Belgian IPA in an IPA Glass

Belgian IPA

The Belgian IPA is a hybrid of the IPA and Belgian Ales. Its history is brief, having originated at the start of the new millennium. American brewers typically substitute a Belgian yeast strain for the standard ale yeast while Belgian brewers increase the hops bill of their Tripel and Pale Ale recipes. Its color ranges from pale gold to amber and its clarity is fair to hazy. Depending on the hops used, its aroma and palate can vary widely with tropical, stone, citrus, floral, grassy, or spicy bite. Fruity esters are moderate to high and typically impart notes of banana, pear, and apple. Light phenols may also be present to add some spice. Its feel has a medium body with moderate to high carbonation. The Belgian IPA is usually stronger than the standard IPA and some warming may be present. Comparatively, what differentiates the Belgian IPA from the American IPA is its spiciness and fruitiness while being stronger and drier.

Style Expectations

The Belgian IPA is a hoppy brew that also features the fruitiness and spiciness derived from the use of Belgian yeast. The examples from Belgium tend to be lighter in color and more attenuated, similar to a Tripel that has been brewed with more hops. This beer has a more complex flavor profile and may be higher in alcohol than a typical IPA.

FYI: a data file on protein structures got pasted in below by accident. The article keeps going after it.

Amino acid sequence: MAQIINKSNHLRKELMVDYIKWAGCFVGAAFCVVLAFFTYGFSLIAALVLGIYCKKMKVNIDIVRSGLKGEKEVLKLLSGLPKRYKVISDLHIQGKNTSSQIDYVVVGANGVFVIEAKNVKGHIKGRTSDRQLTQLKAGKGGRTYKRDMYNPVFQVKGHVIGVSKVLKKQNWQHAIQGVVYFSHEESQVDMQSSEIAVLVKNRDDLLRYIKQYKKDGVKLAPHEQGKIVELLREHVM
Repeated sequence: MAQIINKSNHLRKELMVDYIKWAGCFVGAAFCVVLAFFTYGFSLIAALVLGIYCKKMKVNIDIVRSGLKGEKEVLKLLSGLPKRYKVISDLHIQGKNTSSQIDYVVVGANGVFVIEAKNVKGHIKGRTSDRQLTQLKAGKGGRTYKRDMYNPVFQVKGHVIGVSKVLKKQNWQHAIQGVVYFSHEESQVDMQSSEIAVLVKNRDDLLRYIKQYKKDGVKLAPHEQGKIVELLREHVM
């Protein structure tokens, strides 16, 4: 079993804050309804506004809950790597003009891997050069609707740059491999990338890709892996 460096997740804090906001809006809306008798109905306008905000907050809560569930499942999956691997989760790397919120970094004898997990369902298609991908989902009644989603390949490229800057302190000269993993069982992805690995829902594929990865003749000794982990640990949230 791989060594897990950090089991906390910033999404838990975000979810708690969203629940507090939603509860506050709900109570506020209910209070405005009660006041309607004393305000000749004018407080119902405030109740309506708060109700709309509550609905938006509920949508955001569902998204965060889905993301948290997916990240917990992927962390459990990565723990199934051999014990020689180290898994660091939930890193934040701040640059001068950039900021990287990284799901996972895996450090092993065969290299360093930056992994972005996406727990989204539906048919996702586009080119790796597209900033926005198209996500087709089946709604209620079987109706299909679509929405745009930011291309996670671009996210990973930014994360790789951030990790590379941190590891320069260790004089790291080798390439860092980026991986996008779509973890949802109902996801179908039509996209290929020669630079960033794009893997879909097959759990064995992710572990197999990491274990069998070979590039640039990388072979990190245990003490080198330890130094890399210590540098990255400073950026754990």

Moderate to high hop aroma, often tropical, stone fruit, citrus or pine-like typical of American or New World hop varieties. Floral and spicy aromas are also found indicating European hops. Grassy aroma due to dry hopping may be present. Gentle, grainy-sweet malt aroma, with little to no caramel. Fruity esters are moderate to high and may include aromas of bananas, pears and apples. Light clove-like phenols may be noticeable. Belgian candied sugar-like aromas are sometimes present.


Initial flavor is moderately spicy and estery associated with Belgian yeast strains. Clove-like and peppery flavors are common. Banana, pear and apple flavors are also typical. Hop flavors are moderate to high in intensity and may reflect tropical, stone fruit, melon, citrusy, or piney American/New World varieties or floral and spicy Saazer-type hop flavors. Malt flavor is light and grainy-sweet, sometimes with low toasted or caramel malt flavor but not required. Bitterness is high and may be accentuated by spicy yeast-derived flavors. The finish is dry to medium-dry although some examples have a slight sweetness mixed with the lingering bitterness.


The body is medium to light and varies due to carbonation level and adjunct use. Carbonation level is medium to high. Some higher alcohol versions may be warming although this may not be readily apparent.


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